Lilly has attended Haynes-Inman since she was 3, and the school has helped Lilly maintain her quality of life and calm her mom’s concerns over leaving her oldest child at school.

Austyn says she trusts Haynes-Inman, and she felt it five minutes after walking into the school that first day.

“Lilly is a very happy child despite what she has to deal with, but to see that joy, that happiness, that smile, it helped me remember what’s important,” says Austyn, a hair stylist and married mother of two. “You know what I mean? To see her so happy. It’s beautiful.”

Haynes-Inman draws parents like Austyn from all over.

They stay put and commute to jobs at least an hour away or they turn down jobs in other states so their children can come to Haynes-Inman, a school with 19 classrooms.

Parents see their children work with a fleet of experts -- physical therapists, occupational therapists, speech therapists and specialists educated in helping the hearing and visually impaired.

And parents see their children work with teachers and teacher assistants who have years of experience teaching the disabled.

Soon, parents believe. They take to heart what’s written on the eight banners that hang in the three-story hallway at Haynes-Inman. Each banner contains one word like “compassion” and “dignity,” “respect” and “hope.”

Those words seem to fit.

“I tell people that when I leave here, I feel like I’ve been to church,” says Patsy Austin, a longtime GTCC teacher.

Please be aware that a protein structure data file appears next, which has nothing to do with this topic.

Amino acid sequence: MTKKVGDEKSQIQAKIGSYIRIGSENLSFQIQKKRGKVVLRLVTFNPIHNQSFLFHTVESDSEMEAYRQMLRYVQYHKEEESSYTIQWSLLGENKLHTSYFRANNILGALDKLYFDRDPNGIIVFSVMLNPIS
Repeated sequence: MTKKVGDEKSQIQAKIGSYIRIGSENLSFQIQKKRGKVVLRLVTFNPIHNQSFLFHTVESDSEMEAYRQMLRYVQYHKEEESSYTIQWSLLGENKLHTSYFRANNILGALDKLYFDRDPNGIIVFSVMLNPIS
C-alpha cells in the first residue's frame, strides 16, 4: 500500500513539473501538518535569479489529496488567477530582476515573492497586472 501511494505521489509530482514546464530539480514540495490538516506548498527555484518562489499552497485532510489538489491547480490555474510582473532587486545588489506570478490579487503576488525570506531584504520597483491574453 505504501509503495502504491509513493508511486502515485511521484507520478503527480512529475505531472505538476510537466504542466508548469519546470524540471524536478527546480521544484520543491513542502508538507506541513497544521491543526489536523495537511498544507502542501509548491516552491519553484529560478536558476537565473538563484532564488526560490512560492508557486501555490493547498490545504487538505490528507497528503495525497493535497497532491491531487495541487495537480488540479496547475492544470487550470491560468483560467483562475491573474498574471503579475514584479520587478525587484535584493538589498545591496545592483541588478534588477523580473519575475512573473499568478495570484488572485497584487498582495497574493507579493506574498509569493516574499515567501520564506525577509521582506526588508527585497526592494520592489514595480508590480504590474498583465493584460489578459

Austin brought her early education students to volunteer Tuesday during Haynes-Inman’s Outdoor Adventure Day.

Parents volunteer, too. Parents like Avery Bernstein.

Her oldest son, Eddie, attends Haynes-Inman. He’s 6, and he has a profound brain injury.

Bernstein was told that she could never take Eddie home from the hospital. Eddie eventually came home. But for four years, Eddie didn’t smile and didn’t laugh.

That changed when he came to Haynes-Inman.

Bernstein saw the change at Outdoor Adventure Day. She captured on her iPhone a video of her son sitting in the lap of a volunteer and feeling the pull of a bow and the swoosh of an arrow hitting a target at least 20 feet away.

Beside Bernstein stood Jennifer Phelps. She manages Greensboro’s Lake Higgins, and every year like several other employees from Greensboro’s Parks and Recreation Department, she comes to Haynes-Inman to volunteer for Outdoor Adventure Day.

“I see some of the same faces, and I know they enjoy it, and I know they know what they’re doing,” she says. “They remember doing archery and getting into the kayak, and you can see that they’re happy. I see it in their faces.

“And you know, when I watch them, I spend the whole day with tears under my eyes.”

As Phelps helped another student, Simmons stood by the wooden-plank seesaw and listened.

She and her volunteers had spent hours turning her gym into a carnival. Ask her why – the work, the planning, the care she takes with her students -- and she’ll point to a banner above the gym door. It reads:

Take from this P.E. class its compassion.

Take from this gym its hope.

Take from this school its kindness.

Return them not, but return.

Simmons laughs and asks.

“It’s that great?”